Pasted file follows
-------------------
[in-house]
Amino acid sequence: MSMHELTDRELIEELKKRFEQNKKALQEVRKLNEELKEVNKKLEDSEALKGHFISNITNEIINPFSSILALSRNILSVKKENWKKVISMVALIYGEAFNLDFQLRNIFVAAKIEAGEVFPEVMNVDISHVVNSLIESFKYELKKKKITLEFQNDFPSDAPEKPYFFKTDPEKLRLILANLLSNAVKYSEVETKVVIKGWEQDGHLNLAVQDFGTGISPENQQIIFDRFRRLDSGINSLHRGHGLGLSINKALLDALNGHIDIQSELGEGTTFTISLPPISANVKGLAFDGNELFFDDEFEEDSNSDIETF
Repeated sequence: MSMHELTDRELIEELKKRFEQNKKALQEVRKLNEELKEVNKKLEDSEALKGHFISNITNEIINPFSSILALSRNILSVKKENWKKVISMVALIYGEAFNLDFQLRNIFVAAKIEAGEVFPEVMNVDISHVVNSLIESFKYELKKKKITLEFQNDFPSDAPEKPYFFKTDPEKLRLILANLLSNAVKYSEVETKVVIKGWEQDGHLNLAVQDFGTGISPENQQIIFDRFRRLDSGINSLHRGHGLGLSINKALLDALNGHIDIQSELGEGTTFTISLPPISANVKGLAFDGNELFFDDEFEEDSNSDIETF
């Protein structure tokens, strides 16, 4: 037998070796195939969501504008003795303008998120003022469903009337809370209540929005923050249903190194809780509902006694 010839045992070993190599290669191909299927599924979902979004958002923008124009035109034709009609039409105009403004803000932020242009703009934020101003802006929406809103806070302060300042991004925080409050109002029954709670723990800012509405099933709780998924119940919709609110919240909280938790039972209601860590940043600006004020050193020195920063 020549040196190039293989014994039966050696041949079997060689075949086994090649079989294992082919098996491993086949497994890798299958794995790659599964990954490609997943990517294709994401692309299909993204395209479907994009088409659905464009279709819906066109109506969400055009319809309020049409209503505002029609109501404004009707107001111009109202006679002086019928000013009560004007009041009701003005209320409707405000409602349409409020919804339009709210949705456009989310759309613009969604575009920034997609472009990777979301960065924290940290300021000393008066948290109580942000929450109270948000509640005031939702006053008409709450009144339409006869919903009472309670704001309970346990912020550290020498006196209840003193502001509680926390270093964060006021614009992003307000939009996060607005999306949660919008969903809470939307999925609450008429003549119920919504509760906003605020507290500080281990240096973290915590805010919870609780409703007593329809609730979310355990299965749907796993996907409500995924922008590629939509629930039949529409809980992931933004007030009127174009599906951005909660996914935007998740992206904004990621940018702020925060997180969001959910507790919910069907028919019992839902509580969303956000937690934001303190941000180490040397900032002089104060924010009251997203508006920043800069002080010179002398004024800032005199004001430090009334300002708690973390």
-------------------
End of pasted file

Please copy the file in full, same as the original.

[in-house]
Amino acid sequence: MSMHELTDRELIEELKKRFEQNKKALQEVRKLNEELKEVNKKLEDSEALKGHFISNITNEIINPFSSILALSRNILSVKKENWKKVISMVALIYGEAFNLDFQLRNIFVAAKIEAGEVFPEVMNVDISHVVNSLIESFKYELKKKKITLEFQNDFPSDAPEKPYFFKTDPEKLRLILANLLSNAVKYSEVETKVVIKGWEQDGHLNLAVQDFGTGISPENQQIIFDRFRRLDSGINSLHRGHGLGLSINKALLDALNGHIDIQSELGEGTTFTISLPPISANVKGLAFDGNELFFDDEFEEDSNSDIETF
Repeated sequence: MSMHELTDRELIEELKKRFEQNKKALQEVRKLNEELKEVNKKLEDSEALKGHFISNITNEIINPFSSILALSRNILSVKKENWKKVISMVALIYGEAFNLDFQLRNIFVAAKIEAGEVFPEVMNVDISHVVNSLIESFKYELKKKKITLEFQNDFPSDAPEKPYFFKTDPEKLRLILANLLSNAVKYSEVETKVVIKGWEQDGHLNLAVQDFGTGISPENQQIIFDRFRRLDSGINSLHRGHGLGLSINKALLDALNGHIDIQSELGEGTTFTISLPPISANVKGLAFDGNELFFDDEFEEDSNSDIETF
């Protein structure tokens, strides 16, 4: 037998070796195939969501504008003795303008998120003022469903009337809370209540929005923050249903190194809780509902006694 010839045992070993190599290669191909299927599924979902979004958002923008124009035109034709009609039409105009403004803000932020242009703009934020101003802006929406809103806070302060300042991004925080409050109002029954709670723990800012509405099933709780998924119940919709609110919240909280938790039972209601860590940043600006004020050193020195920063 020549040196190039293989014994039966050696041949079997060689075949086994090649079989294992082919098996491993086949497994890798299958794995790659599964990954490609997943990517294709994401692309299909993204395209479907994009088409659905464009279709819906066109109506969400055009319809309020049409209503505002029609109501404004009707107001111009109202006679002086019928000013009560004007009041009701003005209320409707405000409602349409409020919804339009709210949705456009989310759309613009969604575009920034997609472009990777979301960065924290940290300021000393008066948290109580942000929450109270948000509640005031939702006053008409709450009144339409006869919903009472309670704001309970346990912020550290020498006196209840003193502001509680926390270093964060006021614009992003307000939009996060607005999306949660919008969903809470939307999925609450008429003549119920919504509760906003605020507290500080281990240096973290915590805010919870609780409703007593329809609730979310355990299965749907796993996907409500995924922008590629939509629930039949529409809980992931933004007030009127174009599906951005909660996914935007998740992206904004990621940018702020925060997180969001959910507790919910069907028919019992839902509580969303956000937690934001303190941000180490040397900032002089104060924010009251997203508006920043800069002080010179002398004024800032005199004001430090009334300002708690973390």